Pubdate: Thu, 03 Mar 2005
Source: Eagle-Tribune, The (MA)
Copyright: 2005 The Eagle-Tribune
Author: Shawn Regan
Bookmark: (Drug Test)
Bookmark: (Youth)


HAVERHILL -- Mayor James J. Fiorentini said he may support testing of 
students suspected of drug use, as the city looks for ways to deal with the 
problem at Haverhill High School.

If a task force studying ways to curb drug use recommends the tests, the 
mayor said he will consider backing that recommendation. He is the chairman 
of the School Committee, which has to approve the testing for it to happen. 
When the committee created the drug task force last month, Fiorentini said 
he has not seen any proof that student drug use was on the rise at the high 
school. He attended a drug forum last week in Lawrence, where Haverhill 
Detective Sgt. John Arahovites said the city is having "a serious problem" 
with heroin use and addiction among adults and younger people. Yesterday, 
the mayor said Arahovites' comments, along with similar ones made by law 
enforcement officials across the Merrimack Valley, were "troublesome and 
disconcerting." "It's clear drug use by teens and by adults is a serious 
problem that we can't afford to ignore," the mayor said yesterday. "I am 
100 percent behind the task force. I'm looking forward to seeing their 
recommendations and hearing what they have to say."

Fiorentini was the only School Committee member not to vote for creating 
the drug task force. He did not attend last month's meeting where the task 
force was established. He said he continues to oppose random testing of 
students that is proposed by some task force members, but is considering 
supporting tests for students exhibiting questionable behavior or otherwise 
suspected by school officials of using drugs.

Haverhill High students have said they will fight drug tests. Arahovites 
reiterated yesterday that he has seen an increase in heroin and other drug 
use in Haverhill.

"We have seen in Haverhill the same trend that has been going on throughout 
the Merrimack Valley," he said. "Heroin use has significantly increased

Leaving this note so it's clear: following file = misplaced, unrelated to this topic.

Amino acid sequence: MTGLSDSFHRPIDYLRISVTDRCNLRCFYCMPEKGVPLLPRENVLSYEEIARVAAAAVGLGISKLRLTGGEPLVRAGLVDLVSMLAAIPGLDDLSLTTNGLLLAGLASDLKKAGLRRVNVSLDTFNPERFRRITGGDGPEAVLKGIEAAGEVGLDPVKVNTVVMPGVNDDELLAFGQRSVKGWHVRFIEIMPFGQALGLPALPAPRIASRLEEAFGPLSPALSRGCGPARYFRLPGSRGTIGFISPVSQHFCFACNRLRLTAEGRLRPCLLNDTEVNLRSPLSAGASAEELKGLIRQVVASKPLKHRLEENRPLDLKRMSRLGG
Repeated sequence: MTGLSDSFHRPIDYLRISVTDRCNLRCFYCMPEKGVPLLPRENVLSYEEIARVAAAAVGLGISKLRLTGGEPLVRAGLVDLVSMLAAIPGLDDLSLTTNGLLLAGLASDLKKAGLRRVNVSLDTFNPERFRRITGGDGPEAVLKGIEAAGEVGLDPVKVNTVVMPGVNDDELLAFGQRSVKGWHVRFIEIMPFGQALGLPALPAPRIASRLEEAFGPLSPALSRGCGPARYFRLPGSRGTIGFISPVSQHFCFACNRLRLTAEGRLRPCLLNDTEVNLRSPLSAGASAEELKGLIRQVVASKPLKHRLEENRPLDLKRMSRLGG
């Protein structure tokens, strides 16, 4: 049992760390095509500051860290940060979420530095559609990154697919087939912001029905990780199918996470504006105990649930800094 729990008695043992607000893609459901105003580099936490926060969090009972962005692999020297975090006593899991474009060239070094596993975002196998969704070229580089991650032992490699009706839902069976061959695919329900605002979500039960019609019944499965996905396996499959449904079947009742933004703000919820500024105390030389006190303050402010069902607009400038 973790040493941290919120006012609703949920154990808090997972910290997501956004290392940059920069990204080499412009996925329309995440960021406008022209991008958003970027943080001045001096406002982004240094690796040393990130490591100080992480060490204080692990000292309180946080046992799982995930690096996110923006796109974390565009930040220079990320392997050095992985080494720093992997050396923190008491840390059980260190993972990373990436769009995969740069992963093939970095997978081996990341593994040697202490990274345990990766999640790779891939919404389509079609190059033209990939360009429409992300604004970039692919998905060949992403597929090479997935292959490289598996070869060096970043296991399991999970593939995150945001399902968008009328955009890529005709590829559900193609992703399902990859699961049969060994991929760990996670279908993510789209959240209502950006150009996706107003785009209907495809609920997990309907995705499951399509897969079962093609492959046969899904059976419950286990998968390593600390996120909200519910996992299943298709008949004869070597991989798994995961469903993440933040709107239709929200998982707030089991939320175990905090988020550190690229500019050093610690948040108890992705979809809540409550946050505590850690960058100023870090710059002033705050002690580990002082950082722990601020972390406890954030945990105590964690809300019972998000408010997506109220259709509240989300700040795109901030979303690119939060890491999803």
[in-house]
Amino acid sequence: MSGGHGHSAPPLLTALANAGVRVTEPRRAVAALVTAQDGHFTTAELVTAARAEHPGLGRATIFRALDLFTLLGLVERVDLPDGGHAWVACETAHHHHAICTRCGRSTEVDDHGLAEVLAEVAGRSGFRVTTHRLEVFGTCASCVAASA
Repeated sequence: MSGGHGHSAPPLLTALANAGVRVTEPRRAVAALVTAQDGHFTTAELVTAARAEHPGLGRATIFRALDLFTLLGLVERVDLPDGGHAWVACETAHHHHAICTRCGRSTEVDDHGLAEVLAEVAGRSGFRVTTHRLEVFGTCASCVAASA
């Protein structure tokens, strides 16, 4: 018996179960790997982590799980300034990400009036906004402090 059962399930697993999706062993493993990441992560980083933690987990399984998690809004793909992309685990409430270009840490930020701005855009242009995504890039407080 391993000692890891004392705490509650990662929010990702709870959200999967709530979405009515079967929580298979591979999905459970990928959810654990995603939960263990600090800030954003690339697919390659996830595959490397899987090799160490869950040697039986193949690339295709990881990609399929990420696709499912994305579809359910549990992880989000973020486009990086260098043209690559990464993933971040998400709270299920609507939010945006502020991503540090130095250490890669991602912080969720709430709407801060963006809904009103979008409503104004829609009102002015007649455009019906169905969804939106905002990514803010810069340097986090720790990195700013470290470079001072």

during the past five years."

He said police are seeing a lot more people addicted to heroin and the 
prescription painkiller OxyContin. OxyContin is similar to heroin in effect 
and is readily available to young people, Arahovites said. Kids may sneak 
pills from their parents' medicine cabinet at home or buy it on the street 
for about $80 per 80-milligram tablet, he said.

School Committee member Scott W. Wood Jr. joined Fiorentini at the drug 
forum in Lawrence. Wood proposed the task force because he believes drug 
use is on the rise at Haverhill High, based on his own knowledge and the 
results of a student survey.

Wood, the task force chairman, believes one of the best ways to reduce drug 
use by students is to test them, either randomly or based on suspicion. He 
stressed both options are still on the table, but that it is too early to 
tell if his task force is going to recommend either.

"If we do recommend testing, it's not going to punitive," he said. "The 
purpose is to help kids, not to punish them. That has to be very clear in 
any program or any policy that includes drug testing. Testing, if we do it, 
must also be closely tied to our health education programs in the younger 
grades, and counseling for those using drugs."

The task force met for the first time last week and members are planning a 
visit to Assabet Valley Vocational Technical High School in Marlborough -- 
one of two schools in the state that drug tests students based on 
suspicion. Officials in Salem, Mass., are also considering drug testing 
students. The 2003 Youth Risk Survey showed 49 percent of Haverhill High 
students said they have used marijuana and 17 percent have used drugs like 
heroin and cocaine. Some students have said the results are flawed because 
many students do not take the survey seriously and some make up answers.

Wood said three more people have volunteered to join his task force -- Ron 
George, a constitutional law teacher at Haverhill High School and a 
football coach; Robert Gulardo, an associate principal at the high school 
and the school's former health program director; and Steve Twombly, a 
security guard at the high school and a youth baseball coach. Other members 
include Robert Eldridge, Albert H. Whitaker Jr., Ann O'Donahue, Mary 
Phennicie, student Mikaela Firland, Mike Howard, Geoff Grosky and School 
Committee member Shaun Toohey.
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